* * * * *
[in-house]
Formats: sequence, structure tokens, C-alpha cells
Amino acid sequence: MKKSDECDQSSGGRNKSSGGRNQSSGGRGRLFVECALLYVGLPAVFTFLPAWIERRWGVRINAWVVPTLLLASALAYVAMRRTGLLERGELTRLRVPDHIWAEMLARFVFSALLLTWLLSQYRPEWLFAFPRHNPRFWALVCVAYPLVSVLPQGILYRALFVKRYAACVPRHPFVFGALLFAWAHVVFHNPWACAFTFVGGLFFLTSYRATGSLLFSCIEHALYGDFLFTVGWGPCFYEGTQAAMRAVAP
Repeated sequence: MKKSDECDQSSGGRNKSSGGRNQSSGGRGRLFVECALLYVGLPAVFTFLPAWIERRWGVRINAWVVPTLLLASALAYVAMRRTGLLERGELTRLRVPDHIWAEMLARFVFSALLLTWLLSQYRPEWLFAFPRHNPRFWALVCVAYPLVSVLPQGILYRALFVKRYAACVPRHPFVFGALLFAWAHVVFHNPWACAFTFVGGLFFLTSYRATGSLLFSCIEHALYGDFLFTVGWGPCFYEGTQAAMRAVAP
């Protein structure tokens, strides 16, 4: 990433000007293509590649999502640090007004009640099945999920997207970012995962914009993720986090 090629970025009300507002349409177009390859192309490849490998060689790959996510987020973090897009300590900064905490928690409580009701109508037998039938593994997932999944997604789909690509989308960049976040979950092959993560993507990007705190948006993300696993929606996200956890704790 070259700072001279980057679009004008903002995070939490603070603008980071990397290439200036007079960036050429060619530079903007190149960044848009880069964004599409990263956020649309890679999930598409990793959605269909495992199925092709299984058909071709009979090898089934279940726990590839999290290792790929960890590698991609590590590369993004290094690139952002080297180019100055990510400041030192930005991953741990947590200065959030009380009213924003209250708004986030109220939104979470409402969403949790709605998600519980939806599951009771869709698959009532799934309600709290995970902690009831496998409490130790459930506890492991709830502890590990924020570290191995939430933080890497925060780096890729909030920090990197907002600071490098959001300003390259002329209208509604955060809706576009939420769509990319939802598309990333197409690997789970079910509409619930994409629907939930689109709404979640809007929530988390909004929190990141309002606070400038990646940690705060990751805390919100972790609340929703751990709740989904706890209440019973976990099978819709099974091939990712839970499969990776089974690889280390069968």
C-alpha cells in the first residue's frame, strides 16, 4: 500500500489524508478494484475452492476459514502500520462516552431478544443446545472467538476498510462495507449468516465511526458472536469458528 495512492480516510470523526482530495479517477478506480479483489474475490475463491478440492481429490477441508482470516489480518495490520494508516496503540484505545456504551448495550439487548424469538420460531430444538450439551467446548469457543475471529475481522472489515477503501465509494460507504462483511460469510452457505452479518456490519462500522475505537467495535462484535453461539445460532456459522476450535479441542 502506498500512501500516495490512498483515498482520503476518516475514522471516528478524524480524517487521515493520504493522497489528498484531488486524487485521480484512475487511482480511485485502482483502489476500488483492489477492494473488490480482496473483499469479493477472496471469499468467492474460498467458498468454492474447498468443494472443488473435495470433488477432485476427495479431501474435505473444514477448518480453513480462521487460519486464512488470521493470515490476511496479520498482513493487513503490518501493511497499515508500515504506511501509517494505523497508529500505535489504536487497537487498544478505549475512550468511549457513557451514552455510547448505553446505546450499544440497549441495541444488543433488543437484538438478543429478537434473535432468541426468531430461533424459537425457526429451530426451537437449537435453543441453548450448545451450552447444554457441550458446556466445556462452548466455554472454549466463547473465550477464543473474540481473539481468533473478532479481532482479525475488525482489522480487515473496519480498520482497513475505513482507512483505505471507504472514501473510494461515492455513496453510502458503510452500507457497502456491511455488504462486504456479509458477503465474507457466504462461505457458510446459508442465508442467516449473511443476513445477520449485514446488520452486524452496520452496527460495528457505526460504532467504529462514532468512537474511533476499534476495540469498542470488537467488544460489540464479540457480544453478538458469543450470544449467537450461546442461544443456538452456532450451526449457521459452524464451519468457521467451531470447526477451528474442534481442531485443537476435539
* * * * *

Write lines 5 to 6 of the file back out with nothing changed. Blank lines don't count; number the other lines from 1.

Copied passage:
């Protein structure tokens, strides 16, 4: 990433000007293509590649999502640090007004009640099945999920997207970012995962914009993720986090 090629970025009300507002349409177009390859192309490849490998060689790959996510987020973090897009300590900064905490928690409580009701109508037998039938593994997932999944997604789909690509989308960049976040979950092959993560993507990007705190948006993300696993929606996200956890704790 070259700072001279980057679009004008903002995070939490603070603008980071990397290439200036007079960036050429060619530079903007190149960044848009880069964004599409990263956020649309890679999930598409990793959605269909495992199925092709299984058909071709009979090898089934279940726990590839999290290792790929960890590698991609590590590369993004290094690139952002080297180019100055990510400041030192930005991953741990947590200065959030009380009213924003209250708004986030109220939104979470409402969403949790709605998600519980939806599951009771869709698959009532799934309600709290995970902690009831496998409490130790459930506890492991709830502890590990924020570290191995939430933080890497925060780096890729909030920090990197907002600071490098959001300003390259002329209208509604955060809706576009939420769509990319939802598309990333197409690997789970079910509409619930994409629907939930689109709404979640809007929530988390909004929190990141309002606070400038990646940690705060990751805390919100972790609340929703751990709740989904706890209440019973976990099978819709099974091939990712839970499969990776089974690889280390069968």
C-alpha cells in the first residue's frame, strides 16, 4: 500500500489524508478494484475452492476459514502500520462516552431478544443446545472467538476498510462495507449468516465511526458472536469458528 495512492480516510470523526482530495479517477478506480479483489474475490475463491478440492481429490477441508482470516489480518495490520494508516496503540484505545456504551448495550439487548424469538420460531430444538450439551467446548469457543475471529475481522472489515477503501465509494460507504462483511460469510452457505452479518456490519462500522475505537467495535462484535453461539445460532456459522476450535479441542 502506498500512501500516495490512498483515498482520503476518516475514522471516528478524524480524517487521515493520504493522497489528498484531488486524487485521480484512475487511482480511485485502482483502489476500488483492489477492494473488490480482496473483499469479493477472496471469499468467492474460498467458498468454492474447498468443494472443488473435495470433488477432485476427495479431501474435505473444514477448518480453513480462521487460519486464512488470521493470515490476511496479520498482513493487513503490518501493511497499515508500515504506511501509517494505523497508529500505535489504536487497537487498544478505549475512550468511549457513557451514552455510547448505553446505546450499544440497549441495541444488543433488543437484538438478543429478537434473535432468541426468531430461533424459537425457526429451530426451537437449537435453543441453548450448545451450552447444554457441550458446556466445556462452548466455554472454549466463547473465550477464543473474540481473539481468533473478532479481532482479525475488525482489522480487515473496519480498520482497513475505513482507512483505505471507504472514501473510494461515492455513496453510502458503510452500507457497502456491511455488504462486504456479509458477503465474507457466504462461505457458510446459508442465508442467516449473511443476513445477520449485514446488520452486524452496520452496527460495528457505526460504532467504529462514532468512537474511533476499534476495540469498542470488537467488544460489540464479540457480544453478538458469543450470544449467537450461546442461544443456538452456532450451526449457521459452524464451519468457521467451531470447526477451528474442534481442531485443537476435539